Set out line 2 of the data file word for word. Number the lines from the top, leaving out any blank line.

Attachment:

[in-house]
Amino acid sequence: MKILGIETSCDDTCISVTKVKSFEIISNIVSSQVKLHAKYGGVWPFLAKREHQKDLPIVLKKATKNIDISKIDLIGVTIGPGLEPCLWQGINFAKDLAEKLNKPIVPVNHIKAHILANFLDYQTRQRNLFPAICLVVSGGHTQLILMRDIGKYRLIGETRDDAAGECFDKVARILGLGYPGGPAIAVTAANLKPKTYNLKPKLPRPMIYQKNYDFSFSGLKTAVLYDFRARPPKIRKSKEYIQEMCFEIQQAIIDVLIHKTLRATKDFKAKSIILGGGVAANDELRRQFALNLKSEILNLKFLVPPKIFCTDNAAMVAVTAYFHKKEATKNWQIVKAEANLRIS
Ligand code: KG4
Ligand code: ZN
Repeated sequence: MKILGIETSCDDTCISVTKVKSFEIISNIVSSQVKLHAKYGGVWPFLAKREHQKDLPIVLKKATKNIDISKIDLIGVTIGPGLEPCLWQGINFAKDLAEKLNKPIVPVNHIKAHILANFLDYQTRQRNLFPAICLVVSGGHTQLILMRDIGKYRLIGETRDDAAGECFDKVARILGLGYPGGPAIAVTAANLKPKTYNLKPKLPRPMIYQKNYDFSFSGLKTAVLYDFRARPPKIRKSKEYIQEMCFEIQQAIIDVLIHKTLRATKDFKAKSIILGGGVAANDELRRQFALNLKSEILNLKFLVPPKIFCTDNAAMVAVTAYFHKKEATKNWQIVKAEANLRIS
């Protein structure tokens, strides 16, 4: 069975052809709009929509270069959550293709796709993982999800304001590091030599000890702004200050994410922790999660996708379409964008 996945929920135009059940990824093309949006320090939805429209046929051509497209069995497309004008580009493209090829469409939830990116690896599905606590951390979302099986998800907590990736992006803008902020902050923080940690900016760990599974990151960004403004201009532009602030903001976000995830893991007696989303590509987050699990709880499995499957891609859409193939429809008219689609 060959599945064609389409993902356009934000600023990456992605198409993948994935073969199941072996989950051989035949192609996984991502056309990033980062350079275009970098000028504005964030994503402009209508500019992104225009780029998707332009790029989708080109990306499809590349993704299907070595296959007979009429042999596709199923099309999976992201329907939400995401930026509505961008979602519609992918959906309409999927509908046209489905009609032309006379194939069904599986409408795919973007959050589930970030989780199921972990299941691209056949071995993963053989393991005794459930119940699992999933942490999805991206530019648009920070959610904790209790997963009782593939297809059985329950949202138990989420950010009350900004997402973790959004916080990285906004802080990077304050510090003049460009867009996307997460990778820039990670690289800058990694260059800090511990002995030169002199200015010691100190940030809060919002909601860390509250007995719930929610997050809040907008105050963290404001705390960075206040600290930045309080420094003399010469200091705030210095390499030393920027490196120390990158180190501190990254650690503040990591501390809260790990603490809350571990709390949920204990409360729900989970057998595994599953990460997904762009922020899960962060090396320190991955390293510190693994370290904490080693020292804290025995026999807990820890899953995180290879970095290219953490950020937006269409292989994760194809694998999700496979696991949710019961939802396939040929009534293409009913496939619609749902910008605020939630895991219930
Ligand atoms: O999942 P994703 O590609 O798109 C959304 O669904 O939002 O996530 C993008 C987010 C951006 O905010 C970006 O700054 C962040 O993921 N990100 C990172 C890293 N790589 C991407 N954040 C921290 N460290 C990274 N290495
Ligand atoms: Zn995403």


Amino acid sequence: MKILGIETSCDDTCISVTKVKSFEIISNIVSSQVKLHAKYGGVWPFLAKREHQKDLPIVLKKATKNIDISKIDLIGVTIGPGLEPCLWQGINFAKDLAEKLNKPIVPVNHIKAHILANFLDYQTRQRNLFPAICLVVSGGHTQLILMRDIGKYRLIGETRDDAAGECFDKVARILGLGYPGGPAIAVTAANLKPKTYNLKPKLPRPMIYQKNYDFSFSGLKTAVLYDFRARPPKIRKSKEYIQEMCFEIQQAIIDVLIHKTLRATKDFKAKSIILGGGVAANDELRRQFALNLKSEILNLKFLVPPKIFCTDNAAMVAVTAYFHKKEATKNWQIVKAEANLRIS